wp-image-97107957jpg.jpgThis picture of Bob Haverberg was in the album. He married my mother’s sister, Helen Sanderson. I was struck by how much his son, (my cousin, Bobby), looks like him.

I loved looking at pictures of my family when they were just beginning their adult years. I wish I had asked more questions about their lives back then. Wartime was full of uncertainties. These young South Dakota men and women went places that I’ve never been. They met new people, some of which became lifelong friends. I remember Mom talking about someone she called, Skeeterbumpererguypalschmidt. I’m not kidding. She and her husband lived in Merced, California. They kept up with each other for quite a few years.

This probably isn’t of too much interest to my blog readers who aren’t like me. I love looking at old pictures no matter who is in them.

In this case, I know how the tapestry of most of the lives of the people pictured above unfolded. There were silver threads of joy, and tears of golden hue…each of us has our own unique tapestry. Some are more golden, and some have more silver threads.

Looking through this album, I saw moments in time captured…just waiting for me to see them.

I’m going to show you a few priceless pictures that were taken today…Yes… that long lost teddy bear was Kip’s childhood friend. Hudson fell in love with him.

Murdo Girl…Queenology

The need for Queenology can’t be overstated

I don’t know if you know this, but Queens aren’t regulated

You don’t have to pass a test or prove qualifications


No license is required, to be the Queen of Queen ruled nations

You can soak up all the glamour and not do a lick of work.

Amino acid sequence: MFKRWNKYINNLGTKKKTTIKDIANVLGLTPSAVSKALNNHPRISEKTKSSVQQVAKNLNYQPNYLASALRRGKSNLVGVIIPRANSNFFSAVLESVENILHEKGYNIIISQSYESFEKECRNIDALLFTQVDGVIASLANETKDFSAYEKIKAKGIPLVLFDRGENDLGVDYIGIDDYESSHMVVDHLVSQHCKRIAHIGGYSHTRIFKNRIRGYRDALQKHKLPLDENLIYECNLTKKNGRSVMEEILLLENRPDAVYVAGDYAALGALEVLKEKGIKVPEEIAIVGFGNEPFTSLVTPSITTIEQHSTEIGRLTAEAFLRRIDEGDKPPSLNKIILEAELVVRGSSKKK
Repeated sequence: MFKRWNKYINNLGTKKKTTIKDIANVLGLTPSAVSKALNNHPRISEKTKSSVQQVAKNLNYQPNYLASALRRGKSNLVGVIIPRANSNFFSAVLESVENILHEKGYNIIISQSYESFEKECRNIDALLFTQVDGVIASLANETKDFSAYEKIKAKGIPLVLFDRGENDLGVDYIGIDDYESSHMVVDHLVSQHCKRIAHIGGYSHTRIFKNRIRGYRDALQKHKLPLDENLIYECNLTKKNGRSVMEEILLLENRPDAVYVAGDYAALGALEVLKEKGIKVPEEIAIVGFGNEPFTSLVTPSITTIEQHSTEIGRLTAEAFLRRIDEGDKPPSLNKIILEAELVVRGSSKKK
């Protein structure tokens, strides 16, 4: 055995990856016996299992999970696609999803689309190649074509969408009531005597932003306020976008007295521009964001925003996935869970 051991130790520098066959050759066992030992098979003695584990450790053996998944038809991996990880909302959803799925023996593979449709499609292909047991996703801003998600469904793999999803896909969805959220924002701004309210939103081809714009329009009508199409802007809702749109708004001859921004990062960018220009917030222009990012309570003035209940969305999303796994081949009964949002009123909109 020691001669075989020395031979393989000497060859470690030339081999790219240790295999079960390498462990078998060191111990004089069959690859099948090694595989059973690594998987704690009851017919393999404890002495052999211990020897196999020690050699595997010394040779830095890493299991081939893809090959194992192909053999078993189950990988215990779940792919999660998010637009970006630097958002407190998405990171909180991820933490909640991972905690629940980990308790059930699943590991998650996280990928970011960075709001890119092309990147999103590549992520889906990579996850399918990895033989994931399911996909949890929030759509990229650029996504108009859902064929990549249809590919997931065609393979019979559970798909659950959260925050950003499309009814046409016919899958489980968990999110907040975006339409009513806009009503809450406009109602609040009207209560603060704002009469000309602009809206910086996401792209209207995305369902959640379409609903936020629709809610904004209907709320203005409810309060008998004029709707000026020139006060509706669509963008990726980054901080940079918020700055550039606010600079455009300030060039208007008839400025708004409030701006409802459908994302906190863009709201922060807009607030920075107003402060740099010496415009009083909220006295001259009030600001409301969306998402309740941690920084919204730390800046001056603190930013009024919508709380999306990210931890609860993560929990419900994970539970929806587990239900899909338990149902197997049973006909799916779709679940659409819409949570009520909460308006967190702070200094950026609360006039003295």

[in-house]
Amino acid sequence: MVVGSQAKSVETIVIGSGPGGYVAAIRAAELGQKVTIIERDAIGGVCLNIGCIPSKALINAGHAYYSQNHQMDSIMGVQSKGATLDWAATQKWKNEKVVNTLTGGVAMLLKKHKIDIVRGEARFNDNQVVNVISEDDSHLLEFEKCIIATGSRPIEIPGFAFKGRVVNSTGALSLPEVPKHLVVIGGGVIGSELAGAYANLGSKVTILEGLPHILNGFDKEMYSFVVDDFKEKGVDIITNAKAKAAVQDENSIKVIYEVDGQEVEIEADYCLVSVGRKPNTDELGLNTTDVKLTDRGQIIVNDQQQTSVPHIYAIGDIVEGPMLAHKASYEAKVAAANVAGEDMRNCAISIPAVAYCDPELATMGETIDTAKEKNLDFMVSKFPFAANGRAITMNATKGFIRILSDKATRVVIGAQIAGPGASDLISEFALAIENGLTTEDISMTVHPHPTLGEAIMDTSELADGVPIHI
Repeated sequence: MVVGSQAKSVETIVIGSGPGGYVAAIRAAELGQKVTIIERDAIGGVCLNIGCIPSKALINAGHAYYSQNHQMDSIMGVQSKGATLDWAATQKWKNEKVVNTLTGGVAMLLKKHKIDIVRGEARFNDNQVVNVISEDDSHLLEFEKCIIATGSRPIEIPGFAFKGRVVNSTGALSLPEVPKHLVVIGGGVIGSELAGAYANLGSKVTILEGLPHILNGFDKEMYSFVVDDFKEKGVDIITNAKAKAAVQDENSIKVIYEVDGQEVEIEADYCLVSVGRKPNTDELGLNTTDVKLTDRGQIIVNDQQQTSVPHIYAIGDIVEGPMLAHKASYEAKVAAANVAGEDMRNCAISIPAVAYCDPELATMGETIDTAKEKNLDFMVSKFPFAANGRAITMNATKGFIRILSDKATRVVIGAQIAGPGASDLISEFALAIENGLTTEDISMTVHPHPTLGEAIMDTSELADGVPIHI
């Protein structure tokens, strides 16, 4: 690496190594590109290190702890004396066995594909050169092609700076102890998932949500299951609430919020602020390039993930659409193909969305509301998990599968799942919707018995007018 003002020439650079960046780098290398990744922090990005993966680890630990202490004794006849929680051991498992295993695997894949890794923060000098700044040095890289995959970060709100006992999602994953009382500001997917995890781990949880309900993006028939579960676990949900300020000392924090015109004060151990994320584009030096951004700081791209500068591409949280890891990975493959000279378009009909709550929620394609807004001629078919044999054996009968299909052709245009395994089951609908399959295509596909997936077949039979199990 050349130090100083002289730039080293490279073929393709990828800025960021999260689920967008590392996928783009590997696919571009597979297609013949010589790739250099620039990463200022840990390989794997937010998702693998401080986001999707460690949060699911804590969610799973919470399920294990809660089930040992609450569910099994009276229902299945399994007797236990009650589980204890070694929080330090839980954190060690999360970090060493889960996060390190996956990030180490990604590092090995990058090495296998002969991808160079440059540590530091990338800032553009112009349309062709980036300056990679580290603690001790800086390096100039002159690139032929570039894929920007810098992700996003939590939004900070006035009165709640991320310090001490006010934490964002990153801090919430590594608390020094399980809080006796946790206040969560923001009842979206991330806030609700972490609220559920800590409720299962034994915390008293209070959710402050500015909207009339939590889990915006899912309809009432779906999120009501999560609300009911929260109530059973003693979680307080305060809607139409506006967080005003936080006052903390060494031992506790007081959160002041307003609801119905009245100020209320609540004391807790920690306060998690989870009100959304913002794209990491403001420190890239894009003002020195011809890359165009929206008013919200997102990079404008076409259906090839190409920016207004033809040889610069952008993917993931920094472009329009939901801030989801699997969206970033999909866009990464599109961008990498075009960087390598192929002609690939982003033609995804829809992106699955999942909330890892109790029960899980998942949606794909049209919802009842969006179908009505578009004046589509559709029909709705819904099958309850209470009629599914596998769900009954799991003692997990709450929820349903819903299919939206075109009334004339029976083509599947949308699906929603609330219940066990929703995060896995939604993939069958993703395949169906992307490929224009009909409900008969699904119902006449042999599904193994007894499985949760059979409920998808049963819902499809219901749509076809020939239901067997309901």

Folks bow to your feet, hoping for a Queenie perk.


But being a Queen ain’t as easy as you’d think

Queenology tells us, it can truly stink

You must wear a crown, or a hat most every minute

And that formal dress? They want to see you in it.


No jeans or tennis shoes and you won’t be eating steak.

You really can’t afford it. No money will you make.

If you eat all that good bad stuff, you soon will realize,

You won’t fit where you used to. Sunroofs are just one size


Yes Queens are pretty special. I’m sure you’ve seen a few,



Long live the Queen…and she is… believe you me.

But you’ll get tired of waving, and sick of drinking tea.


When you’re little you’re a princess, looking for a prince.

When you get a little older, he just might make you wince


Go ahead and be a Queen, now that you know it can be done

But if it really was that easy… wouldn’t all old broads be one?



Murdo Girl…Small town smarts and a message to the MHS class of 68

I think Mom and my aunt were two of the cleverest people who ever lived. They were never without a plan. They were never caught flat-footed. I never, ever, saw them unable to meet a situation that called for a plan, without one.